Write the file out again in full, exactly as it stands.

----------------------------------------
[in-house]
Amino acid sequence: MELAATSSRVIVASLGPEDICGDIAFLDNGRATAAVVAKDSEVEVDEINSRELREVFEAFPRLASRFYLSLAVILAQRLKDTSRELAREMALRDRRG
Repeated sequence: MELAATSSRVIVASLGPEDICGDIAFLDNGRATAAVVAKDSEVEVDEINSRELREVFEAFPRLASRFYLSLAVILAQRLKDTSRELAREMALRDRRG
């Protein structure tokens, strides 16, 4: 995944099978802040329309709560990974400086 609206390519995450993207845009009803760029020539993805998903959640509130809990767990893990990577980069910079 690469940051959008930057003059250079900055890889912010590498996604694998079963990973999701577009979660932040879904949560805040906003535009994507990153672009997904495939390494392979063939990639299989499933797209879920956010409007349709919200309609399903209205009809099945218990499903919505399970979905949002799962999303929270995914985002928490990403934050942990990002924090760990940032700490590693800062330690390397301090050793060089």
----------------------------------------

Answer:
[in-house]
Amino acid sequence: MELAATSSRVIVASLGPEDICGDIAFLDNGRATAAVVAKDSEVEVDEINSRELREVFEAFPRLASRFYLSLAVILAQRLKDTSRELAREMALRDRRG
Repeated sequence: MELAATSSRVIVASLGPEDICGDIAFLDNGRATAAVVAKDSEVEVDEINSRELREVFEAFPRLASRFYLSLAVILAQRLKDTSRELAREMALRDRRG
């Protein structure tokens, strides 16, 4: 995944099978802040329309709560990974400086 609206390519995450993207845009009803760029020539993805998903959640509130809990767990893990990577980069910079 690469940051959008930057003059250079900055890889912010590498996604694998079963990973999701577009979660932040879904949560805040906003535009994507990153672009997904495939390494392979063939990639299989499933797209879920956010409007349709919200309609399903209205009809099945218990499903919505399970979905949002799962999303929270995914985002928490990403934050942990990002924090760990940032700490590693800062330690390397301090050793060089």